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Apollonia in Illyria (modern Albania), known as Apollonia (κατ' Εριδαμνον or προς Εριδαμνω), was located on the right bank of the Aous, the ruins of which are situated in the Fier region, near the village of Pojan (Pojani), geographically located at 40°43′N 19°28′E. It was founded in 588 BCE by Greek colonists from Kerkyra (Corfu) and Corinth, and was perhaps the most important of the several classical towns known as Apollonia. The site was already used by Corinthian traders and the Taulantii, an Illyrian tribe, who remained closely involved with the settlement for centuries and lived alongside the Greek colonists. The city was said to have originally been named Gylaceia after Glyax, its founder, but the name was later changed to honour the god Apollo.
About eight miles outside the city of Fier are the ruins of the ancient city of Apollonia ... uncovered from a 1000-year nap.
Founded in 588 BC by Greeks from Corinth, the city quickly grew to 50,000 residents by the second century BC. Apollonia later became a free Roman city after it sided with Julius Caesar during the war against Pompey. It developed into a cultural center of the arts until the 3rd century AD when an earthquake rerouted a river and lead to the city's decline.
The Austrians started escavating the site during W.W.I and the French later continued the work through the 1920s and 30s. While Albanian archaeologists have made some progress over the last few decades, much of this ancient city still remains buried in the hill.
Aristoteles considered Apollonia an important example of an oligarchic system, as the descendants of the Greek colonists controlled the city and prevailed over a large serf population of majority Illyrian origin. The city grew rich on the slave trade and local agriculture, as well as its large harbour, said to have been able to hold a hundred ships at a time. Apollonia, like Dyrrachium further north, was an important port on the Illyrian coast as the most convenient link between Brundusium and northern Greece, and as one of the western starting points of the Via Egnatia leading east to Thessaloniki and Byzantium in Thrace. It had its own mint, stamping coins that have been found as far away as the basin of the Danube.
The city was for a time included among the dominions of Pyrrhus of Epirus. In 229 BC it came under the control of the Roman Republic, to which it was firmly loyal; it was rewarded in 168 BC with booty seized from Gentius, the defeated king of Illyria. In 148 BC Apollonia became part of the Roman province of Macedonia, later being incorporated into the province of Epirus. In the civil war between Pompey and Julius Caesar it supported the latter, but fell to Marcus Iunius Brutus in 48 BC. The later Roman emperor Augustus studied in Apollonia in 44 BC under the tutelage of Athenodorus of Tarsus; it was there that he received news of Caesar's murder.
Apollonia flourished under Roman rule and was noted by Cicero in his Philippics as magna urbs et gravis, a great and important city. Its decline began in the 3rd century AD, when an earthquake changed the path of the Vjosa river, causing the harbour to silt up and the inland area to become a malaria-ridden swamp. Christianity was established in the city at an early stage, and bishops from Apollonia were present during the Council of Ephesus (431) and the Council of Chalcedon (451). However, the city became increasingly uninhabitable as the inland swamp expanded and the nearby settlement of Vlora became dominant. By the end of antiquity the city was largely depopulated, hosting a small Christian community which built the 13th century Monastery and Church of Shën Mëri (the Virgin Mary).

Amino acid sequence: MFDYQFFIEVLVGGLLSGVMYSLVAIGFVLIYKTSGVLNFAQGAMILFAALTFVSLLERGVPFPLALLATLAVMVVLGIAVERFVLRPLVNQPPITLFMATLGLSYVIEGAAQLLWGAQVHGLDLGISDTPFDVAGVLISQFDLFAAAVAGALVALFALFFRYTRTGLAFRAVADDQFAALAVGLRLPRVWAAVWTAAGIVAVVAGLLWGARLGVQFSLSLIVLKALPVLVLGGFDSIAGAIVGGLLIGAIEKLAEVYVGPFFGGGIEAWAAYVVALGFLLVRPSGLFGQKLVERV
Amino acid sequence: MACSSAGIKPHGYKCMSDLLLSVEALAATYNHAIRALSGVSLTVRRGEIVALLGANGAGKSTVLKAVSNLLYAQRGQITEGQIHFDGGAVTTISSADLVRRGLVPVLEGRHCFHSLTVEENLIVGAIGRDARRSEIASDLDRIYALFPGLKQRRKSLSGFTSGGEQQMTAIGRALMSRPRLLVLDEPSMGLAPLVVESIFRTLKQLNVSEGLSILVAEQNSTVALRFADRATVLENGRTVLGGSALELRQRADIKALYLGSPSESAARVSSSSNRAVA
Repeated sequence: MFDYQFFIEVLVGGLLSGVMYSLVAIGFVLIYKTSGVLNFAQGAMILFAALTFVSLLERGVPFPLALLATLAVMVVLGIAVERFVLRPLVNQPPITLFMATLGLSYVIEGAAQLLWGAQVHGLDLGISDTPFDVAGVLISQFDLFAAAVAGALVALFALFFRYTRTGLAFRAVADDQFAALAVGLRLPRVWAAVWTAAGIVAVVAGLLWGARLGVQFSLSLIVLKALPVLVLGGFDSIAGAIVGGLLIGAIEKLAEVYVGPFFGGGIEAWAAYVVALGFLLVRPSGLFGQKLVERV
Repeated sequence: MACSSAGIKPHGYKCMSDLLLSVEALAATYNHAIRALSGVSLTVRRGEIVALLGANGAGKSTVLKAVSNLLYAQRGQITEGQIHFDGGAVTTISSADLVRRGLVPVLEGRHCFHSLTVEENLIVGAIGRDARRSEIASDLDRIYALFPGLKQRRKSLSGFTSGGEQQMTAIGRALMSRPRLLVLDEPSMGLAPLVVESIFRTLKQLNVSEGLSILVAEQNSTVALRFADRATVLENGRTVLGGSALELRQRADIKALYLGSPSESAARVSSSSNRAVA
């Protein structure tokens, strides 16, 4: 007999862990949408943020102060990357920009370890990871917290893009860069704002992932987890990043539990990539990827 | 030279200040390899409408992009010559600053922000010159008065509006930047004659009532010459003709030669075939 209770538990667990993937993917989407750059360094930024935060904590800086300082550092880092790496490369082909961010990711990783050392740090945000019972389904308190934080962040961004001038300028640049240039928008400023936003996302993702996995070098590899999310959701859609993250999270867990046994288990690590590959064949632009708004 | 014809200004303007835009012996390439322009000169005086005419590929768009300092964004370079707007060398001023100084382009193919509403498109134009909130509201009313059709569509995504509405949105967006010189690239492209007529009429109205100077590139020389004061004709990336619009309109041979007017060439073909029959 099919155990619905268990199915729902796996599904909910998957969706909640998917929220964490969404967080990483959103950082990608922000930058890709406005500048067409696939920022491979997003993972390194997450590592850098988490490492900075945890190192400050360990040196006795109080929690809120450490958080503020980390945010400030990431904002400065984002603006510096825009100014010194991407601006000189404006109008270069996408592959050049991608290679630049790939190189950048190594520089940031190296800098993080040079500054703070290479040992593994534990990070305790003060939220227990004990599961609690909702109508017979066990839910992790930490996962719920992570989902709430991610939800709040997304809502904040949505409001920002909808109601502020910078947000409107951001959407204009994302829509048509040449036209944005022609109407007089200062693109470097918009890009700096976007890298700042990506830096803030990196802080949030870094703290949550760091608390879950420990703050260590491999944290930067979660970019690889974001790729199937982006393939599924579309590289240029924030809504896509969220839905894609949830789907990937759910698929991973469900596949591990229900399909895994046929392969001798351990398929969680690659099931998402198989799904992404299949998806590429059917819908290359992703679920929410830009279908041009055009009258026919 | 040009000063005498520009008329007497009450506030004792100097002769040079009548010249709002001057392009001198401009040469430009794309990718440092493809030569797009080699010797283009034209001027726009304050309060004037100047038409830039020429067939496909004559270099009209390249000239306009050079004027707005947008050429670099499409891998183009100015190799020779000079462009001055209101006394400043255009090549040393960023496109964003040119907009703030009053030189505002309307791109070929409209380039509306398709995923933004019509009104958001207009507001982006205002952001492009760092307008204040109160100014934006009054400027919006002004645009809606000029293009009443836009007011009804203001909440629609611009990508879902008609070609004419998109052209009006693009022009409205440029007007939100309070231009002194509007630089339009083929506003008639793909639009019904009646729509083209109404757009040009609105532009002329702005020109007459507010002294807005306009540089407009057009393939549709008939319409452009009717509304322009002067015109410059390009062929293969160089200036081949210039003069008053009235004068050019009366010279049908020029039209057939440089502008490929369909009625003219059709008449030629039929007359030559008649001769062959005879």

Monastery and Church of Shën Mëri, ApolloniaThe city seems to have sunk with the rise of Vlora. It city was "rediscovered" by European classicists in the 18th century, though it was not until the Austrian occupation of 1916-1918 that the site was investigated by archaologists. Their work was continued by a French team between 1924-1938. Parts of the site were damaged during the Second World War. After the war, an Albanian team undertook further work from 1948 onwards, although much of the site remains unexcavated to this day. Some of the team's archeological discoveries are on display within the monastery, and other artefacts from Apollonia are in the capital Tirana. Unfortunately, during the anarchy that followed the collapse of the communist regime in 1990, the archeological collection was plundered. The ruins were also frequently dug up by plunderers for relics to be sold to collectors abroad.
The monastery of Pollina stands on a hill which probably is part of the site of the old city.
Italians urged to reprieve Apollonia
By Norman Hammond, Archaeology Correspondent
ALBANIA’S forthcoming elections are proving perilous for the great Classical city of Apollonia, which lies near the country’s Adriatic coastline not far from the city of Fier.
A new road — intended to speed access to still pristine beaches for an electorate rapidly becoming used to Western leisure activities after half a century of drab communism — threatens to destroy important and unexplored parts of Apollonia even as Albania starts to promote archaeo-tourism as a euro-earner.
Today, Apollonia lies several miles inland from the Adriatic, but when it was founded as a colony of Corinth in the sixth century BC it was a major port, competing with Dyrrhachium (modern Durrës) for trade.
“Its zenith was in Hellenistic and perhaps Republican times, when this prominent walled hilltop was packed with monumental buildings and, in the valleys to the south, a great cemetery of tumuli was created,” says Professor Richard Hodges of the University of East Anglia.
Professor Hodges has been working at Butrint, probably Albania’s most famed Classical site and one of its first archaeological parks, and is concerned that establishment of a similar park at Apollonia, promulgated in the 2003 National Heritage Act, will be spoilt by the threatened road. Italian government funds have been promised, and their scheme would put the hitherto isolated site and the proposed park right beside the highway as it leads to the Adriatic coast at Vlorë.